The Revenge

The Revenge’s top five tips to get the most from the studio

We quiz disco and re-edit production whiz The Revenge for his top tips on making the most from your studio…

Jim Ottewill
  • By Jim Ottewill
  • 19 Jul 2016
  • min read
When it comes to beats, re-edits and the disco, The Revenge (aka Graeme Clark) is one of the electronic underground’s most knowledgeable experts.

Graeme may hail from Glasgow but his house productions and edits often come from the sunnier, more Balearic end of the dancefloor. Over recent years, he’s been a prolific producer, DJ and label boss, lording over his much loved Roar Groove imprint, turning dancefloors upside down with appearances at the likes of the Electric Elephant Festival in Croatia and rewiring club systems with productions, all laden with an intricate knowledge of what a club needs to make it go off. Previous releases have appeared on DFA, Pokerflat, Needwant, My Favorite Robot and his own deceased, but sought after, Instruments Of Rapture label while he was also one off of ace production duo 6th Borough Project. Now ahead of his appearance at the forthcoming Sancho Panza Festival, we quizzed Graeme to find out how he wrings as much creativity as possible from his studio...

Try standing up

A couple of years ago I moved my studio around so that I needed to stand up to use the machines. For me it was a revelation. We perform standing up so why do we always sit down in the studio? I have an adjustable height desk that I can lower if working on mastering or mixing which I find is a more sedentary role. But for the actual making of music I think it’s more inspiring to stand up and get into the music rather than it feeling like an office job.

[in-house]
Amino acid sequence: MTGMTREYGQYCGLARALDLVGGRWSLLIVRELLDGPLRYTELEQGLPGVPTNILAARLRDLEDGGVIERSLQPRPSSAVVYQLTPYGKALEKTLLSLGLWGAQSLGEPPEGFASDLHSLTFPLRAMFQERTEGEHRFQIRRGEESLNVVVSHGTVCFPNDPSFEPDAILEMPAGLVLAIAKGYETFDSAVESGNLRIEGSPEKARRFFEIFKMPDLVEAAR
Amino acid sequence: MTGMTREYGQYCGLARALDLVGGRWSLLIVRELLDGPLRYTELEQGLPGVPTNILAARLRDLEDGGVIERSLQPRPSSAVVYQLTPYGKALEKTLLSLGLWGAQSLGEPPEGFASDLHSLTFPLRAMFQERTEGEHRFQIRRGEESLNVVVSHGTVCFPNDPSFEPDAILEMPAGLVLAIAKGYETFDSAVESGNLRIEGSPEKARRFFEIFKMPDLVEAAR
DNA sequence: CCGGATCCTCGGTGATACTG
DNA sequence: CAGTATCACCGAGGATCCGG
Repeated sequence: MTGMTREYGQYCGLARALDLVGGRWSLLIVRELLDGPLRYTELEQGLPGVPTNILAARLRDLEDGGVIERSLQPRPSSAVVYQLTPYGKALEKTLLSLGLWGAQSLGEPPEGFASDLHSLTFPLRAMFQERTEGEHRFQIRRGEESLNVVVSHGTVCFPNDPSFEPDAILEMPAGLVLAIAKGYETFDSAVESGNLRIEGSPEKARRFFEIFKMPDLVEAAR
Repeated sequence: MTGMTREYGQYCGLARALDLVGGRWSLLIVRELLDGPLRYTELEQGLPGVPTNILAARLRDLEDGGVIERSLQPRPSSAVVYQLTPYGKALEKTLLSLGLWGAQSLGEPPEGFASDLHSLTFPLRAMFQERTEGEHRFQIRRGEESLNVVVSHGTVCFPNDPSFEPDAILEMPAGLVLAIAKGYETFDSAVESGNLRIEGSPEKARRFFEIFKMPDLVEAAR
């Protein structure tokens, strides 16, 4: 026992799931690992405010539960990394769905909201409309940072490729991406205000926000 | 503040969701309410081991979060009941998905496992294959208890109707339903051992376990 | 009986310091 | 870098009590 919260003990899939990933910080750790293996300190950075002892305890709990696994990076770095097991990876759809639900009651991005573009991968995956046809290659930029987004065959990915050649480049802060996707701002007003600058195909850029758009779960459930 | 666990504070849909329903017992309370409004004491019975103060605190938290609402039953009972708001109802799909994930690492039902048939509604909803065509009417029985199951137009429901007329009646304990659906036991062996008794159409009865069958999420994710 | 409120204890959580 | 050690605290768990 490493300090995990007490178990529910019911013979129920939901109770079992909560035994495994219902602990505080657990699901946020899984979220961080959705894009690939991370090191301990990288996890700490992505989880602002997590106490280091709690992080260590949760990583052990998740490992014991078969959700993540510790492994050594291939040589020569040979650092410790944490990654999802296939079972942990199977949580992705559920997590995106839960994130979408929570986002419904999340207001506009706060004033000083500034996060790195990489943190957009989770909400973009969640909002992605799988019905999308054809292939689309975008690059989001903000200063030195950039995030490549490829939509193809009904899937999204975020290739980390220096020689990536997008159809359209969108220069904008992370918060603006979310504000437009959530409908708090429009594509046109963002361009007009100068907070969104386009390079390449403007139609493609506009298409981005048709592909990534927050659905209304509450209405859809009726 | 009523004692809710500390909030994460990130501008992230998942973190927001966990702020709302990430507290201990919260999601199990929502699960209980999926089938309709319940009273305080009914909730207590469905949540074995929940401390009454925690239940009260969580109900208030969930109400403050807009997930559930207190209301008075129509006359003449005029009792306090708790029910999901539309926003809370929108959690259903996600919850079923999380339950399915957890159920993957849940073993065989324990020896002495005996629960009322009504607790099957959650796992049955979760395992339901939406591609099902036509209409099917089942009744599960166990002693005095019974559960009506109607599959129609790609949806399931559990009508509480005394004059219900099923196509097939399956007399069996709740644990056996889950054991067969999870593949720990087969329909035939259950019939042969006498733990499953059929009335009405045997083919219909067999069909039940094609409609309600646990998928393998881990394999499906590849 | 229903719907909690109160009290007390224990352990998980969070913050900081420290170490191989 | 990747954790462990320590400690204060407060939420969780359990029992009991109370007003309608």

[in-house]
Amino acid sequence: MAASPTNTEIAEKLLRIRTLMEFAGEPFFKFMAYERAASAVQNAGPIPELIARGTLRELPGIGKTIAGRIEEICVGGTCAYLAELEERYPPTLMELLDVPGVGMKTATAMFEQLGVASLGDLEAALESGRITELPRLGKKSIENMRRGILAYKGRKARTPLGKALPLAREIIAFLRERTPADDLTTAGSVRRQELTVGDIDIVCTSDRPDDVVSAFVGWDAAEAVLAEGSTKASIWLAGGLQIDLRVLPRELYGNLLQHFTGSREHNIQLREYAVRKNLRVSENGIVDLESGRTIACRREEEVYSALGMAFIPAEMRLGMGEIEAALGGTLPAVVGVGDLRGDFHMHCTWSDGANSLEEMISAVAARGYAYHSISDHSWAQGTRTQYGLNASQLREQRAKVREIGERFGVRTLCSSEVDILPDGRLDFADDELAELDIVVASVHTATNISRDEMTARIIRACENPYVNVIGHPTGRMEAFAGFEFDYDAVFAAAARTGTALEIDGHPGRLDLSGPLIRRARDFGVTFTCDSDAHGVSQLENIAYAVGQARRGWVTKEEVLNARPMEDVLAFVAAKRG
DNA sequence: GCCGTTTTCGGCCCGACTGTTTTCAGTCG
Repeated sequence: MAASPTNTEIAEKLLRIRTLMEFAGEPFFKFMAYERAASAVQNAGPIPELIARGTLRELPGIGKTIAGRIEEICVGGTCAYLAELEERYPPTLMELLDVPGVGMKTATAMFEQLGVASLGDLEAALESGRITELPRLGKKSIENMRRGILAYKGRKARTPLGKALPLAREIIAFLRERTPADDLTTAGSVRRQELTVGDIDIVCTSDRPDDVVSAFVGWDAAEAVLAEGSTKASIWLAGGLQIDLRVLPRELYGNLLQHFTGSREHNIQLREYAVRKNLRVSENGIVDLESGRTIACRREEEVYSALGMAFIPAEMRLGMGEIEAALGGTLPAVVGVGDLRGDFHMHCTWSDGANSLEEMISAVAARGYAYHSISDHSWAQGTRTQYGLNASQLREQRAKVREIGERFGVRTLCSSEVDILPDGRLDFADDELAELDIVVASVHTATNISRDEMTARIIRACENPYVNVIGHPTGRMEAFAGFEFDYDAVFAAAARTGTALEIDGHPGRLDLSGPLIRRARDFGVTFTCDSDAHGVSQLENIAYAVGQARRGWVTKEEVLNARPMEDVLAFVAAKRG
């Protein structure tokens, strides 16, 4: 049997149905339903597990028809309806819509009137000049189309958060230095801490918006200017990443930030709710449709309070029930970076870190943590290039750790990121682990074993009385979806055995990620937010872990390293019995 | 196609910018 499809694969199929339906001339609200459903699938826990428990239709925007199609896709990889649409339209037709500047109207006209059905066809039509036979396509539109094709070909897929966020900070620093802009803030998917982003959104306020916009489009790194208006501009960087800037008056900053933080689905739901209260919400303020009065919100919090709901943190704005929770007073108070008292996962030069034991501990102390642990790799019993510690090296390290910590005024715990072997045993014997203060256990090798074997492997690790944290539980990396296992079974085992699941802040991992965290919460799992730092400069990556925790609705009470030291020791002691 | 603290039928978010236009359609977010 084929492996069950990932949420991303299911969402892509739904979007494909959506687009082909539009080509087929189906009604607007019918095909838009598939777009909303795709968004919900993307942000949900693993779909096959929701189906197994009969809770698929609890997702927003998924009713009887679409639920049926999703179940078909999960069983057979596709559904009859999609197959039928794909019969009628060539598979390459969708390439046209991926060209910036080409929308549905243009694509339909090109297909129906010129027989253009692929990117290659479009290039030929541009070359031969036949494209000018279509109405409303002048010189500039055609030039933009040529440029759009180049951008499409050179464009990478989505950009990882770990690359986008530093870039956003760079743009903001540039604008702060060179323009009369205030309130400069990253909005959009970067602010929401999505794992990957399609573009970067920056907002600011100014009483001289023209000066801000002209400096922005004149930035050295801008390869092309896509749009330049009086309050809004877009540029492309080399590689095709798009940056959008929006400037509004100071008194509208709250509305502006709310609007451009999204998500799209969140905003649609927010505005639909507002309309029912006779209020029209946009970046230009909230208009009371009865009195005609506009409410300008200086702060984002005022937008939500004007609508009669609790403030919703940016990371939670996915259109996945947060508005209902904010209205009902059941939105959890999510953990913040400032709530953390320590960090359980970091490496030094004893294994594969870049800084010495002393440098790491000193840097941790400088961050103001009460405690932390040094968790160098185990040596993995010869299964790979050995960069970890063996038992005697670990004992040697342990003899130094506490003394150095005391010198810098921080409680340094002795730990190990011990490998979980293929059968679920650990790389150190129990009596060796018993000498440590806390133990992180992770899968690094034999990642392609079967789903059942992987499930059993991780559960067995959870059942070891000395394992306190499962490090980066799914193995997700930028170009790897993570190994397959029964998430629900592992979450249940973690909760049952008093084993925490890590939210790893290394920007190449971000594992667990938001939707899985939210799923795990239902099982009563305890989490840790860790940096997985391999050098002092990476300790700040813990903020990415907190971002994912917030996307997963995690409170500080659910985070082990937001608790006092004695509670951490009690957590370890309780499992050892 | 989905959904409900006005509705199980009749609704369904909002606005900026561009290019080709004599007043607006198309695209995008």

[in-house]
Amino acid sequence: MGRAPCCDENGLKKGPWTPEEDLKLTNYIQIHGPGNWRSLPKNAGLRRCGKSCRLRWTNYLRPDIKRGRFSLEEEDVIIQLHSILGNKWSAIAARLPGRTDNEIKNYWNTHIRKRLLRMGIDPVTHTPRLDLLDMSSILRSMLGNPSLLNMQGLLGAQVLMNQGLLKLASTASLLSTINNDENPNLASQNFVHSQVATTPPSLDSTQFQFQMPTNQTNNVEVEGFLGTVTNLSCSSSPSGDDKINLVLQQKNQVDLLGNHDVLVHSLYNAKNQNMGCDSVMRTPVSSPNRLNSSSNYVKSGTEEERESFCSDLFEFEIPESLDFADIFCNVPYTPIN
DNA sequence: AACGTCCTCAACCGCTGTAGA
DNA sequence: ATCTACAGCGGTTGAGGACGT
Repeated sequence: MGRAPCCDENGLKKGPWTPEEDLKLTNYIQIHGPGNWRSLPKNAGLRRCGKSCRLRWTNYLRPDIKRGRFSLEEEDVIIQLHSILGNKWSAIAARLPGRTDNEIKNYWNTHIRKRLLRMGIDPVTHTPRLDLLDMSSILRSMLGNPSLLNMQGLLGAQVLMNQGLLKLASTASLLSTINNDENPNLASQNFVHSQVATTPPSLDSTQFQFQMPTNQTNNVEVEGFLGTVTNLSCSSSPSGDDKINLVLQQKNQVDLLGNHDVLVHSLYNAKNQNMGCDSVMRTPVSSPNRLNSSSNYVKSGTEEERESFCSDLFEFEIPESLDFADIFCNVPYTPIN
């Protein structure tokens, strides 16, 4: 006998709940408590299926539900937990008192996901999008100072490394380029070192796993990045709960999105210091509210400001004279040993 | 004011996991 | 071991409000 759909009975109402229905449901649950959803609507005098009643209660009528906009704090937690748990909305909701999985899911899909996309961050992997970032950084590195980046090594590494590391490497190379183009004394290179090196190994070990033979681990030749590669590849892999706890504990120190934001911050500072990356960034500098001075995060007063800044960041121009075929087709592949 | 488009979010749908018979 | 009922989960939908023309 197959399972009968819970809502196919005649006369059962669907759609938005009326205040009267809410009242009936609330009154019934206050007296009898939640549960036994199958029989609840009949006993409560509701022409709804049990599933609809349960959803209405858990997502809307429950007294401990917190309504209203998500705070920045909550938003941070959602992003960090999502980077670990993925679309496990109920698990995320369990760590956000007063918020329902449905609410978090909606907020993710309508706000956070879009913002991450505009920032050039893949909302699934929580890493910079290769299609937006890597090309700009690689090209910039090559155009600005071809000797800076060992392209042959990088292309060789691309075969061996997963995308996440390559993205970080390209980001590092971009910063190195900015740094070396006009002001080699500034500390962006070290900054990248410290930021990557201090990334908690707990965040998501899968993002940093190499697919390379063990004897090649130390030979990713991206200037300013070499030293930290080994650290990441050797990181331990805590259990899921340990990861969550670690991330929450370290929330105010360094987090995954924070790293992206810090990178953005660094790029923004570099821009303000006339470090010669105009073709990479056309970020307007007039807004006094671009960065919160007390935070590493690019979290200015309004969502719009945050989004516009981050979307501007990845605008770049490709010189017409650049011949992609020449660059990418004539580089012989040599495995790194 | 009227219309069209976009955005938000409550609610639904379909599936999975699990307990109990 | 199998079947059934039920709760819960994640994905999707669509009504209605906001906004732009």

Live and direct

When I first got into making my own music around 1996, I was using a tracker program on my Amiga 600 without any hardware. After I got my first job I started buying bits of outboard stuff and incorporating more jamming into what I was doing. At that time, I didn’t have multi-tracking capabilities so just had to record direct to cassette or CD. If the mix wasn’t quite right it was a case of doing it again. As technology progressed I found myself working more and more ‘in the box’ and using less hardware. Slowly I’ve drifted back into a more live way of working without using the computer screen as a visual aide - just hitting record and multi-tracking the results. For me, it’s definitely a more fun way to make music and the results are often more unexpected than painting tiny blocks onto a screen.

Arrangement is king

Arranging can be a very daunting process when you’re sitting looking at an empty screen and trying to fill it up. The idea of jamming helps me a lot here. By just hitting record and going with the flow for 15 or 20 mins I get the feel for an arrangement much more quickly. Dropping elements in and out and tweaking sounds on the fly is a much more instant way to see what works and what doesn’t. From that recording I can chop bits out or add bits in and then refine with EQ and levels towards the end.

Don’t be too precious

It’s easy to feel that just because you have worked on certain elements of a track for hours, days, weeks, that all that work is justified in the final mix down. I tend to work on several tracks at a time as I find that it keeps my mind from getting too caught up in the minutiae of one piece. Not being able to see the wood for the trees is the expression that comes to mind. Go out for a walk, let your mind wander, get bored … anything but sitting looking at a computer screen trying to get inspiration. It can be like staring into the abyss. And if you come back and that kick drum still sounds rubbish, get rid of it and try something else. You’ll probably surprise yourself more often than not.


I am quite happy with my own company and enjoy tinkering around in the studio messing around with ideas. But if I’m honest, a lot of my most fulfilling work is when I’m collaborating with others. Don’t be afraid to invite collaboration. The results aren’t always what you hoped they might be, but as long as you don’t set your expectations too high then you’ll likely find lasting inspiration and new ideas from working together.

You can catch The Revenge at Sancho Panza’s debut festival. They are launching their Notting Hill carnival in the countryside of Hertfordshire July 29-31.

Visit the Sancho Panza website for more information.